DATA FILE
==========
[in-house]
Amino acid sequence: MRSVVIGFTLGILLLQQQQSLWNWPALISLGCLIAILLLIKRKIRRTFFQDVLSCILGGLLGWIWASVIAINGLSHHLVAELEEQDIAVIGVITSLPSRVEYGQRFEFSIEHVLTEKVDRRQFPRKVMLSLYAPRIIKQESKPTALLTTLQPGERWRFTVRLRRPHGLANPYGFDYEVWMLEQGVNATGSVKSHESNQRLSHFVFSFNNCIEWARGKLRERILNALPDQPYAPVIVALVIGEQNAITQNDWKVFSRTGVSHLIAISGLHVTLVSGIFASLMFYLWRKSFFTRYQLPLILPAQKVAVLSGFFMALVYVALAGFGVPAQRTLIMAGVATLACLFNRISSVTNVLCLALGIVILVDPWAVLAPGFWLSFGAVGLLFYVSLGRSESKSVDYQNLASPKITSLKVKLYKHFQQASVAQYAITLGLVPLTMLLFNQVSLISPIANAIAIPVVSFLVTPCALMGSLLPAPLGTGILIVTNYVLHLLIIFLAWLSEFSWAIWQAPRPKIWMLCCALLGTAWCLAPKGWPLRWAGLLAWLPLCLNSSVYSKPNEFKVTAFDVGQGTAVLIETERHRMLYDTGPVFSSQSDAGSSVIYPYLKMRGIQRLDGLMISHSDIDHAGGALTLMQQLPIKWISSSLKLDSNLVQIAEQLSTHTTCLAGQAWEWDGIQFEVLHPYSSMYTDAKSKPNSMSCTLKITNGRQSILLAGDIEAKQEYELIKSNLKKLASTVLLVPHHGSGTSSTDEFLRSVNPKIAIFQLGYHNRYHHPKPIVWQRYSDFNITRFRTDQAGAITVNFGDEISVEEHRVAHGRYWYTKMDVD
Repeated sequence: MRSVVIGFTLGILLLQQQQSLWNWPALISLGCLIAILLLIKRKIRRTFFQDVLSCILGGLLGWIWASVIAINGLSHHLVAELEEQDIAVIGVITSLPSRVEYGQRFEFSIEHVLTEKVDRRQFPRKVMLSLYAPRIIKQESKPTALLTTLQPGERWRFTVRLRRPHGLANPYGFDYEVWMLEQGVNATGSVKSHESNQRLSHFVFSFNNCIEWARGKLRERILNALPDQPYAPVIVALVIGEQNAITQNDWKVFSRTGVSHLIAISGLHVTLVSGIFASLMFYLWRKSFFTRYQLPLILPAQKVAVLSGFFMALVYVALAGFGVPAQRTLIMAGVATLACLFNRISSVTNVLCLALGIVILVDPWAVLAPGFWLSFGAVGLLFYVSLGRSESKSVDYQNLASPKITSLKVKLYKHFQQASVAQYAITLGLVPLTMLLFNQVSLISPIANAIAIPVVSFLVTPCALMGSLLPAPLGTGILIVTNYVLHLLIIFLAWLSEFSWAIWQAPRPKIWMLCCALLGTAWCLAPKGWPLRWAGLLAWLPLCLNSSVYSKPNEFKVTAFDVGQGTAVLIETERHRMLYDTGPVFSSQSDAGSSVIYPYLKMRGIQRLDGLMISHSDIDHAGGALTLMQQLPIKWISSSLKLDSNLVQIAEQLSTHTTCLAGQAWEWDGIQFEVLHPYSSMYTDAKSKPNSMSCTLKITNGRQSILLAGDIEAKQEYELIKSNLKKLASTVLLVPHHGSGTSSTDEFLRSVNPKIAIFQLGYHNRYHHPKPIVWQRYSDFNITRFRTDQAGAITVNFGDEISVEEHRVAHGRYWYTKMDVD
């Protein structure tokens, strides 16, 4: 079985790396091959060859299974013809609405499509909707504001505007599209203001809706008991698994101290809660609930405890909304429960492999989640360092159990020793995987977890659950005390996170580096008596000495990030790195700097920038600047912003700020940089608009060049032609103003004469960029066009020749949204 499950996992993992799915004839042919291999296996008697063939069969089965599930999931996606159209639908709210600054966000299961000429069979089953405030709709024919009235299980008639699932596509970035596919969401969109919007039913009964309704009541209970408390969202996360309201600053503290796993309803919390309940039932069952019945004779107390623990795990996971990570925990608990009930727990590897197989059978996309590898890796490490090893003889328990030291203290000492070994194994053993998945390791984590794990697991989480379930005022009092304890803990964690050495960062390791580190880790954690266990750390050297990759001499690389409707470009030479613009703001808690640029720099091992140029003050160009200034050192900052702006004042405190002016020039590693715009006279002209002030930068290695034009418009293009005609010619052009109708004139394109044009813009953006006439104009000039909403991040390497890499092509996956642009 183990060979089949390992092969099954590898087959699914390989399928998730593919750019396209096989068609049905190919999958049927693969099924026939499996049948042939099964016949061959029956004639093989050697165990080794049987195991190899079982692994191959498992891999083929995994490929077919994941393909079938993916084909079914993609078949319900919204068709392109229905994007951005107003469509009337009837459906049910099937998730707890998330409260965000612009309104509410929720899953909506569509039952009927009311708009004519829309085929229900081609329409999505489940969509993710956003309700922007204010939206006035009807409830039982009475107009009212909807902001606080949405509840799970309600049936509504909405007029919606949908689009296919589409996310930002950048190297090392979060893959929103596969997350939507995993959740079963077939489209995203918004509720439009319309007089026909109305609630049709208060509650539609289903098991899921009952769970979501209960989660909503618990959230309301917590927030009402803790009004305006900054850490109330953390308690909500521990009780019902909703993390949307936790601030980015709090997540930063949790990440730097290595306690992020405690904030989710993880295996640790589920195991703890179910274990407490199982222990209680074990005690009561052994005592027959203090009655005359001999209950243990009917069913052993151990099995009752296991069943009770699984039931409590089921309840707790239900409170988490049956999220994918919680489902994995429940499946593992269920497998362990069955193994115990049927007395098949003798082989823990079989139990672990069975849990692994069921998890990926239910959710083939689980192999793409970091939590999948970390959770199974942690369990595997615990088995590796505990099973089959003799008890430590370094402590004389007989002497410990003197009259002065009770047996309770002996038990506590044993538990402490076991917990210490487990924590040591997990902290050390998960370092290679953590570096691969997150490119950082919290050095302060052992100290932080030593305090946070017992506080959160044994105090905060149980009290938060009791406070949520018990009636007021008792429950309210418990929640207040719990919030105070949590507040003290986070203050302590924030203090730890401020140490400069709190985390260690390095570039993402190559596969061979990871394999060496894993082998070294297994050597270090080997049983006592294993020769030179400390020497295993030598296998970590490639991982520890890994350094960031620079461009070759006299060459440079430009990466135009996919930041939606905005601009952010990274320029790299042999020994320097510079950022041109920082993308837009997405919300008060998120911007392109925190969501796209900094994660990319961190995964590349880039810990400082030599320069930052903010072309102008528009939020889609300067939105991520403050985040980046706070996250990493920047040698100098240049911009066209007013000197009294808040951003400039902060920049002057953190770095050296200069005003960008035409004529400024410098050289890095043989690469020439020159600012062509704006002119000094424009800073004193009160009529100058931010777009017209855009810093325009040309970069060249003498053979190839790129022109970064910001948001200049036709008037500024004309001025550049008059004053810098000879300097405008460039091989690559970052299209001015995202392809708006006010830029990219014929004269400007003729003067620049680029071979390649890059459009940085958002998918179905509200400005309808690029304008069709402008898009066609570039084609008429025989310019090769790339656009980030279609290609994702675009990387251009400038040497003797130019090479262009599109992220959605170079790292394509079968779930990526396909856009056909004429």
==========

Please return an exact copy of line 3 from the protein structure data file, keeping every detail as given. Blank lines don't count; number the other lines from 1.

Repeated sequence: MRSVVIGFTLGILLLQQQQSLWNWPALISLGCLIAILLLIKRKIRRTFFQDVLSCILGGLLGWIWASVIAINGLSHHLVAELEEQDIAVIGVITSLPSRVEYGQRFEFSIEHVLTEKVDRRQFPRKVMLSLYAPRIIKQESKPTALLTTLQPGERWRFTVRLRRPHGLANPYGFDYEVWMLEQGVNATGSVKSHESNQRLSHFVFSFNNCIEWARGKLRERILNALPDQPYAPVIVALVIGEQNAITQNDWKVFSRTGVSHLIAISGLHVTLVSGIFASLMFYLWRKSFFTRYQLPLILPAQKVAVLSGFFMALVYVALAGFGVPAQRTLIMAGVATLACLFNRISSVTNVLCLALGIVILVDPWAVLAPGFWLSFGAVGLLFYVSLGRSESKSVDYQNLASPKITSLKVKLYKHFQQASVAQYAITLGLVPLTMLLFNQVSLISPIANAIAIPVVSFLVTPCALMGSLLPAPLGTGILIVTNYVLHLLIIFLAWLSEFSWAIWQAPRPKIWMLCCALLGTAWCLAPKGWPLRWAGLLAWLPLCLNSSVYSKPNEFKVTAFDVGQGTAVLIETERHRMLYDTGPVFSSQSDAGSSVIYPYLKMRGIQRLDGLMISHSDIDHAGGALTLMQQLPIKWISSSLKLDSNLVQIAEQLSTHTTCLAGQAWEWDGIQFEVLHPYSSMYTDAKSKPNSMSCTLKITNGRQSILLAGDIEAKQEYELIKSNLKKLASTVLLVPHHGSGTSSTDEFLRSVNPKIAIFQLGYHNRYHHPKPIVWQRYSDFNITRFRTDQAGAITVNFGDEISVEEHRVAHGRYWYTKMDVD